Sunday, December 22, 2013

Nigerian Civil Right Activist Wins Human Right Award

Student, individual and organization receive City’s first award
A North Central High School student, member of the City Public Defenders Office and the NAACP were honored Thursday morning as the inaugural winners of the Spokane Human Rights Award during a ceremony in City Hall.

Winners were announced in three categories: individuals, youth (under 21) and organizations, for their commitment to promoting human rights.  The winner for the youth award is Purnima Karki, a North Central High School student.  The individual winner is Francis Adewale with the City of Spokane’s Public Defender’s Office and the organizational winner is the Spokane NAACP.  All of these awardees have worked diligently in 2013 to promote human rights in Spokane. 

“It has long been our goal to honor the individuals and organizations who make a difference every day in our community,” Lisa Rosier, chair of the Spokane Human Rights Commission said. “Now we are able to say thank you with the City’s first award recognizing the citizen’s commitment to human rights in Spokane.”

The Human Rights Commission strives to promote and secure a mutual understanding and respect among all people.  The Human Rights Awards were created to recognize the outstanding commitment of those who support human rights and make a difference in Spokane.

Karki, a refuge from Nepal, has dedicated her time to acting as an interpreter for the Nepali community and helping this community understand American culture and what they need to do to become a citizen. She also volunteers her time weekly to read to students at Holmes Elementary. She was nominated by Paula Korus.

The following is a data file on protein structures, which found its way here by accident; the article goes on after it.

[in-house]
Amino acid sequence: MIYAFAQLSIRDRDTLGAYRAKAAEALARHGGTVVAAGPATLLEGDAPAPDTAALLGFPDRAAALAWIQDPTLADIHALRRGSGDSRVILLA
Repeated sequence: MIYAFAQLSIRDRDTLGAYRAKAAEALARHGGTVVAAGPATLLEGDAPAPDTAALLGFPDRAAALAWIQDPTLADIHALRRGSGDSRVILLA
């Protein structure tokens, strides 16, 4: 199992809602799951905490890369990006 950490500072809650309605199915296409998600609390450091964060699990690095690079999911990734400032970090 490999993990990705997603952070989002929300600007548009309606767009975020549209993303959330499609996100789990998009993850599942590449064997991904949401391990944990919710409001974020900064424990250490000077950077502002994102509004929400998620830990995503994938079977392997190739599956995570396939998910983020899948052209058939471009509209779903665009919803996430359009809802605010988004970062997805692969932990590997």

Adewale, an assistant public defender, helped people from different nations integrate into our community and connected refuges to resources and information.  He was instrumental in hosting an annual training symposium at Spokane Falls Community College to help refugees and immigrants with the basics of state law, and participated in a street law program on the weekends to help low-income people with a variety of legal issues.  He was nominated by Kathy Knox.

The NAACP has been instrumental in promoting diversity in the community, sponsoring and producing the annual Martin Luther King Jr. march in Spokane. Members of the NAACP participate in a variety of social events every year to promote human rights and social justice. 

Presenters at the ceremony included Mayor David Condon, City Council President Ben Stuckart, Tony Stewart from the Kootenai County Task Force on Human Relations and Lisa Rosier from the Human Rights Commission.  Transitions New Leaf Bakery provided breakfast.

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